Fall weekend in Algonquin: a case for getting outside in any weather

The weather forecast for Thanksgiving weekend didn’t look good. No matter how many times I refreshed the page, there was nothing but clouds and rain over the three days we planned to spend canoeing in Algonquin. The sun peeked in for a bit but then quickly disappeared behind clouds. Rain and clouds it was. Oh, and single digit temperatures. Nonetheless,we kept packing because barring some natural disaster, like a hurricane, we weren’t going to bail out.

Our plans caused all sorts of reactions: from raised eyebrows to horrified high-pitched “you will freeze” warnings. There were also expressions of admiration accompanied by badly concealed “you are nuts” looks. You’d think we were heading on a month-long mission to North Pole in nothing but shorts and t-shirts with a newborn in tow.

But seriously, why subject ourselves to what many may consider misery? Except to prove that we are not fair weather campers, of course. I had a lot of time to think about it as we paddled back through persistent rain, feeling drops forming rivulets down my face and water inevitably soaking through my underwear. Would I prefer a warmer weather? Sure, a bit of sun would be nice. Maybe a glimpse of sky, just a sliver, a bit of a silver lining so to say. Was it an enjoyable trip anyway? Absolutely.

canoe on the lake in the fall Continue reading

Our canoe trip to Killarney’s west side: at the intersection of art and nature

We scramble up a hill, through a thick forest, in search of a rock. In a sea of boulders, stones and pebbles of various sizes and forms, the mission may seem strange, not to mention futile. This, however, is no regular rock. Known as Carmichael’s Rock, of Franklin Carmichael fame, this particular chunk of Killarney’s signature quartzite was immortalized in a 1934 photo featuring the Group of Seven artist perched on a rocky cube against a magnificent backdrop of Grace Lake framed by La Cloche Mountains. Even though numerous Group of Seven aficionados have made this trip before us, there is no actual trail leading to it. With no directions, apart from a starting point the host at Widgawa Lodge showed us on the map and some stacked rocks along the way, we stumble along determined to find this piece of Canadian art history. Lots of sweat later, some blood, but luckily no tears, we finally arrive. The rock in front of us definitely looks like the one in the picture. But what’s even more telling is the view that opens up behind it. I can see what Carmichael meant by “a landscape … rich in inspiration … and full of inherent possibilities…”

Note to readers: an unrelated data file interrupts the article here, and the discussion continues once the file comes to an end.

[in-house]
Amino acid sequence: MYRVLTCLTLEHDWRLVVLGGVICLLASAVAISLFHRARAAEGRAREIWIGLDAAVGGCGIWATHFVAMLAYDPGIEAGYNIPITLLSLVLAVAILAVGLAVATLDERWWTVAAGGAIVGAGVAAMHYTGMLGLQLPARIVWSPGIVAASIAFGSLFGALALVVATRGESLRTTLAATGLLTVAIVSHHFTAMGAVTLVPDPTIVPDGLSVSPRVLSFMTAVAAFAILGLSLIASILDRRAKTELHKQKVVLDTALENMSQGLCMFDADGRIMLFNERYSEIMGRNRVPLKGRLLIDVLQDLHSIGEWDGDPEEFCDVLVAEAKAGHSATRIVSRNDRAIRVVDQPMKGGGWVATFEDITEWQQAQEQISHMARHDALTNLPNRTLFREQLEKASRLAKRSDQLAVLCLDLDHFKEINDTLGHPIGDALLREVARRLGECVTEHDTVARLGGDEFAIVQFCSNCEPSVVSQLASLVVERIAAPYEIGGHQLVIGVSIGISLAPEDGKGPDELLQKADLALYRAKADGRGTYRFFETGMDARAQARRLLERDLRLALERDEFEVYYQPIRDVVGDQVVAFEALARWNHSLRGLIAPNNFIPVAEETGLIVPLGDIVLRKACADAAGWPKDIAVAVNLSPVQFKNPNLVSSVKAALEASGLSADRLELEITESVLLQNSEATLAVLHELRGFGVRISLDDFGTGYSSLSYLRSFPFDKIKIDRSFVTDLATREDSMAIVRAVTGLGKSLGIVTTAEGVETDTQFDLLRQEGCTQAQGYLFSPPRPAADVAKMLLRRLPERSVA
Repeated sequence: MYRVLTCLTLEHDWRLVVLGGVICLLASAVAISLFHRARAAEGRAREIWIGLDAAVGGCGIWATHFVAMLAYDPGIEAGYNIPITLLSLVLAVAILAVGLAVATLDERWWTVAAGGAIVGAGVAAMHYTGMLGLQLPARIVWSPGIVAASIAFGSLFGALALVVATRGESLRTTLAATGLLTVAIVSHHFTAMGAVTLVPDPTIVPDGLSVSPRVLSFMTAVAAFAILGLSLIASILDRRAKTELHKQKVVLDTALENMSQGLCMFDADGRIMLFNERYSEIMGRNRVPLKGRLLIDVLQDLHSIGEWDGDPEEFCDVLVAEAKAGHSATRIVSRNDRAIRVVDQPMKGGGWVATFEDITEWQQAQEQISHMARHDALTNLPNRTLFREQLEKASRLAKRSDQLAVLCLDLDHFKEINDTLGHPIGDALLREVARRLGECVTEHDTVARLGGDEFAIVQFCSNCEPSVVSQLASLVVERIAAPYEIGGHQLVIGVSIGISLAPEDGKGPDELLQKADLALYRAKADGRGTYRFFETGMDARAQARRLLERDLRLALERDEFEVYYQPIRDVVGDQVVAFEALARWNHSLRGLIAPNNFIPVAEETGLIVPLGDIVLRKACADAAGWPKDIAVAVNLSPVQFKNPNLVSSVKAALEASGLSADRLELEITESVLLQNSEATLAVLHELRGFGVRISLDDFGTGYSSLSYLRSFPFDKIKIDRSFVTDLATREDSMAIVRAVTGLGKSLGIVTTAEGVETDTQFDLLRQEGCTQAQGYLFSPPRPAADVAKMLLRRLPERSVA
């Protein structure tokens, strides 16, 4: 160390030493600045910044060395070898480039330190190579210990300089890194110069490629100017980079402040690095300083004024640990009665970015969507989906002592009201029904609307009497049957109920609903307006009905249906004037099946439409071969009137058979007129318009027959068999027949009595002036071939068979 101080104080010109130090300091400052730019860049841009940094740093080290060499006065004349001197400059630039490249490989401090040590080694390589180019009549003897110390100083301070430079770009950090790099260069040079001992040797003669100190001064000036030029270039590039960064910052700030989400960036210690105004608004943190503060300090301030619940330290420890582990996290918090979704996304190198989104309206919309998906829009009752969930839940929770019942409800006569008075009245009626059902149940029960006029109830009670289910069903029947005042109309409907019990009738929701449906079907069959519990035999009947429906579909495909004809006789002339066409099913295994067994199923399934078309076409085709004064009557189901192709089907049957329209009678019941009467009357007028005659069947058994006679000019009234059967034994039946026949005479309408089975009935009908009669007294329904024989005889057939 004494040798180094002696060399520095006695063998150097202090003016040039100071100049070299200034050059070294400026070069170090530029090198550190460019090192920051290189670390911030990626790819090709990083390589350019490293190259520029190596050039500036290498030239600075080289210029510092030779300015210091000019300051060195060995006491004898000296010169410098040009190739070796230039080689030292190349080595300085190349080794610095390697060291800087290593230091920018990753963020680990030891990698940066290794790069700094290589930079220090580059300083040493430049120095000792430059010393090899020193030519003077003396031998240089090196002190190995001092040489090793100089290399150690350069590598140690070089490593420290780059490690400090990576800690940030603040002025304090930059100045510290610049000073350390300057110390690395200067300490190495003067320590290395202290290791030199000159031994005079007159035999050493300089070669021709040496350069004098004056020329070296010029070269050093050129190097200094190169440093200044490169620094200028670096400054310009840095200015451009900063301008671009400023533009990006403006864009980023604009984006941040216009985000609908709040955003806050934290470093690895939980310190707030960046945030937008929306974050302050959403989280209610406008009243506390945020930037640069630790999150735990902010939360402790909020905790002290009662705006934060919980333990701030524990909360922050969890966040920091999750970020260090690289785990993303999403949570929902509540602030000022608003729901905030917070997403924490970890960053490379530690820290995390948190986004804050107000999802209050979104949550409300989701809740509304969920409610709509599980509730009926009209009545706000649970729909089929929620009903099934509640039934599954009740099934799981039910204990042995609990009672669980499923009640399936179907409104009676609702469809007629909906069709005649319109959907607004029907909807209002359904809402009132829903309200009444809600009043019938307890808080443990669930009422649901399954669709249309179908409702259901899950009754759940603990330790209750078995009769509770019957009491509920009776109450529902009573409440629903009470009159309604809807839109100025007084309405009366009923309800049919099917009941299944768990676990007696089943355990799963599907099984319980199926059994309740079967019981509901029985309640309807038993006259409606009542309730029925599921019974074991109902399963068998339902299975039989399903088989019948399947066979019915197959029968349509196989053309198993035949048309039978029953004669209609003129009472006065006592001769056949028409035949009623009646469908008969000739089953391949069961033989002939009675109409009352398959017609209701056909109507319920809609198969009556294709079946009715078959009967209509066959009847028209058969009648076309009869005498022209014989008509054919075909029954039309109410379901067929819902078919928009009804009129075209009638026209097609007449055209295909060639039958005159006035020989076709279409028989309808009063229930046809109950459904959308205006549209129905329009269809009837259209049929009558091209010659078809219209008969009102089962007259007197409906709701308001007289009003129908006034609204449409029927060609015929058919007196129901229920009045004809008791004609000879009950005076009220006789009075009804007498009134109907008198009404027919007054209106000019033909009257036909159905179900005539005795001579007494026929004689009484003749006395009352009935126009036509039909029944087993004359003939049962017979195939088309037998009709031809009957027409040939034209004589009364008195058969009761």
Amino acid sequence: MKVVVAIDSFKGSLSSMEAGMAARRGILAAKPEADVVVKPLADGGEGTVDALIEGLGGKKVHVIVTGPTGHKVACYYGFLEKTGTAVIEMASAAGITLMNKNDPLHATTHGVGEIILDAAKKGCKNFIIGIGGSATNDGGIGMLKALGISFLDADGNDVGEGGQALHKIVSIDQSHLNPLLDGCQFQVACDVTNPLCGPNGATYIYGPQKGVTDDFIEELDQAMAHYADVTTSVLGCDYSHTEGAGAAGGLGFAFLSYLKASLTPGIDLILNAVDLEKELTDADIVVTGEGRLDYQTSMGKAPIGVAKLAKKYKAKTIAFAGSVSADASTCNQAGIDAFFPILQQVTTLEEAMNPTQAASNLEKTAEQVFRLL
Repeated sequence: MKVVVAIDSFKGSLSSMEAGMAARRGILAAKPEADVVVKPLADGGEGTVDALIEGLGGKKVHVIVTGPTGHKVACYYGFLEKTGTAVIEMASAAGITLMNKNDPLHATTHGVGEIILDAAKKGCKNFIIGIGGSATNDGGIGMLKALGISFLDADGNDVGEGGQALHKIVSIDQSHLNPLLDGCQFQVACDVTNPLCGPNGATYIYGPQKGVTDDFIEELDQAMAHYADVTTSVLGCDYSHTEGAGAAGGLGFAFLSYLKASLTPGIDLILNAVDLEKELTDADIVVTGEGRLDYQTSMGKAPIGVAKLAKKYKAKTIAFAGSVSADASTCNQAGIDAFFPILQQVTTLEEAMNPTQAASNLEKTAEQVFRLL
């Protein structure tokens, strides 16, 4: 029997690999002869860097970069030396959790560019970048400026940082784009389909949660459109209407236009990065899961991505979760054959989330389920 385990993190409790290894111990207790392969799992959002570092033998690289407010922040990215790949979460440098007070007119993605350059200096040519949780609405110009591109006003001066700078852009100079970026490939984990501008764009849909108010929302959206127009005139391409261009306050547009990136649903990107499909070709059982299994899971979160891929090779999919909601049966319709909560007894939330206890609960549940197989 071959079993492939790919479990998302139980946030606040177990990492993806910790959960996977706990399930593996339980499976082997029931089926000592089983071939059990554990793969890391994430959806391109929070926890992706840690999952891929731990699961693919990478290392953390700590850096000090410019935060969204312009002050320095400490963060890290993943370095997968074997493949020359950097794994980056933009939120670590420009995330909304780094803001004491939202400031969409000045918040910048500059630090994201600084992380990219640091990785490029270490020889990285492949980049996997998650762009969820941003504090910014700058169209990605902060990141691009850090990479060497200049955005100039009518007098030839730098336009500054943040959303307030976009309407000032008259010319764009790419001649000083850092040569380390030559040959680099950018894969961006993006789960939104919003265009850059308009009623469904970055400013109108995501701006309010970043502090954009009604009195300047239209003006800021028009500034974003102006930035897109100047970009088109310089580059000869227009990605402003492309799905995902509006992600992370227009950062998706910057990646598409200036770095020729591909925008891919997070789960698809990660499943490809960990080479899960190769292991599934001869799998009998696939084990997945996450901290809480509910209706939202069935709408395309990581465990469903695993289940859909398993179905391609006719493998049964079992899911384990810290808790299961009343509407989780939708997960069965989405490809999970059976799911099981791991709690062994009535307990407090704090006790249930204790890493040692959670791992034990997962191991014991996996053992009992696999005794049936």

Carmichael Rock above Grace Lake in Killarney Provincial ParkCarmichael’s Rock overlooking Grace Lake in Killarney Provincial Park Continue reading

Geocaching at Rockwood: Adventure with a side of science

The first fall weekend this year felt more like mid-August bringing us two of the hottest days of 2017. I will admit camping was on my mind for most of those two days. But with Great Lakes Water Walk scheduled for Sunday, we didn’t have time to go anywhere. Instead we decided to launch the fall season of microadventures.

Rockwood Conservation Area

We opened our fall season of microadventures at Rockwood Conservatio Area Continue reading

Waterways to solitude and adventure: Camping at Point Grondine

We huff and puff as we make our way down a muddy, rocky path to Mahzenazing Lake at Point Grondine Park. Mosquitoes and all sorts of flies take advantage of our constraints: it’s hard to swat bugs when your arms are full of paddles and dry sacks or if you are carrying a canoe on your back. These feel like the longest 1,200 metres in our lives. The blue of the lake peeking through the trees is the most welcome sight.

But let me backtrack a little.

canoe with reflection in the water Continue reading

Backcountry camping at Frontenac

May long weekend is an important milestone here in Canada. Many consider it the unofficial start of summer and/or the opening of the camping season. It certainly was for us until we started camping year round and May 2-4 lost its special status. So we had to rethink its purpose and for the past two years May long weekend has become the opening of the backcountry season.

campsite 4C on Big Salmon Lake at Frontenac Provincial Park Continue reading